Make yarn from fabric!
I love to knit. I love the way I feel when I knit. I feel the same cozy way as when I’m snuggled up indoors on a comfy couch all by myself, drinking warm tea out of a big mug, with the Pacific Northwest rain and wind lashing and raging outdoors. In both cases, both while knitting and comfortably sitting out a storm, my conscious thoughts slow down and vanish almost completely. I slip into a meditative space where all the big life questions, both personal and worldly, dance and glide around the back of my mind, rising clearly up to the surface just long enough to present a novel thought, an epiphany, or a brand new question I have never wondered before. While these thoughts are barely perceptible, they do take up enough space to prevent tedious surface thoughts from interfering with or dumbing-down the deep, internal conversation. This is a glorious space to find myself in.
I used to find a lot of time to knit. I loved not only the solace but also to observe the progress and texture of a new sweater or hat growing up and taking shape. There is also the excitement that comes along with an unfinished project. It is easy to dream about how great the completed article will look and to imagine what I will wear it with. Of course, this same excitement also invites anxiety to move in. Concerns about whether it will really fit or if the cut, perhaps, actually belongs to another decade-and not in the welcome retro kind of way? Is it actually a good color or is it too much or maybe too dull? Will it be too hot? Is this particular fiber going to shed everywhere? Knitting can actually become quite stressful when I begin to get caught up not in the process, but in the product.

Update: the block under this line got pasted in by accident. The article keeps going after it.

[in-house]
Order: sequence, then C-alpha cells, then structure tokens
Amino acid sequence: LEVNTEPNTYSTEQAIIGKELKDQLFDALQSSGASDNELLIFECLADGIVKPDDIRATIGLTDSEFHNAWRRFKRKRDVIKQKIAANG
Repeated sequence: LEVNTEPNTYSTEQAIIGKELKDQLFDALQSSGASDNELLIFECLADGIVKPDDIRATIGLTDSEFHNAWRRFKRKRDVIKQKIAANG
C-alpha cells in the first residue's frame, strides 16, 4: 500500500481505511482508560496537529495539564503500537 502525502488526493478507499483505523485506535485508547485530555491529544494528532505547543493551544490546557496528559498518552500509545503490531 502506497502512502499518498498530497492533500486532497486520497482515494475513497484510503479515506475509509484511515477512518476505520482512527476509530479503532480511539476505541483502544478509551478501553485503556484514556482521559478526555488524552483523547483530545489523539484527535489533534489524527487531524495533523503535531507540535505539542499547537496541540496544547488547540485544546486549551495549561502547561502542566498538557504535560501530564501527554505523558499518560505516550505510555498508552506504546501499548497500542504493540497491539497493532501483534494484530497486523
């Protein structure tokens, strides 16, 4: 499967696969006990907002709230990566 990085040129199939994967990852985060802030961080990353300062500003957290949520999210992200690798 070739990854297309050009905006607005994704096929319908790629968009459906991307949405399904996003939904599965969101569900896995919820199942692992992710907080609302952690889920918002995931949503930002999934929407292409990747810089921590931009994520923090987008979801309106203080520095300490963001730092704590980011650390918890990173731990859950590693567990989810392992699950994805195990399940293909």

The end product, the sweater, scarf or tea cozey, of course, does matter. In my early days of knitting I had a lot of flops. I also had a lot of projects that were almost amazing. Over time I have figured out many of the potential problems that can arise and most of them actually have to do with what is supplied to us with by the knitting industry. For example, yarn and pattern availability, traditional ways and instructions for sewing up a cardigan or attaching a sleeve, directions to knit on straight needles when round needles would definitely make more sense. I find that the less I have to depend on what is available to me from ‘out there’, the more I enjoy my finished project and the more likely I am to actually wear it!
Several years ago I began to knit on really large needles. These are needles 12 mm/American size 17 and larger. I love the bulky, chunky texture that these needles knit up if you are using thick yarn and at the same time I adore the lacy, transparent effect that you get when working a fine yarn such as mohair with big needles. I have had no trouble finding a ready supply of mohair in a great variety of colors that I love.
However, chunky yarn is a different story. Chunky yarn tends to be handspun and/or hand dyed. I love supporting small cottage industries but, to be honest, it is quite expensive (you certainly pay for what you get!) and I still haven’t had much success finding the colors that match my vision for any given project. Another problem that presents itself is that a thick wool knit on huge needles is very hot. The added bulk is also not something that everyone wants to wear.
One day I looked to my many shelves and bolts of fabric that I had picked up over the years (sadly, none of it is with me here in California. All of my fabric is stored away in the basement of an older studio building in Montreal) and mused about how wonderful it would be if I could knit from some of my fabric. And so I did! The process of turning fabric into yarn is a tad time consuming, but I have found it to be really rewarding. It is also very simple to do.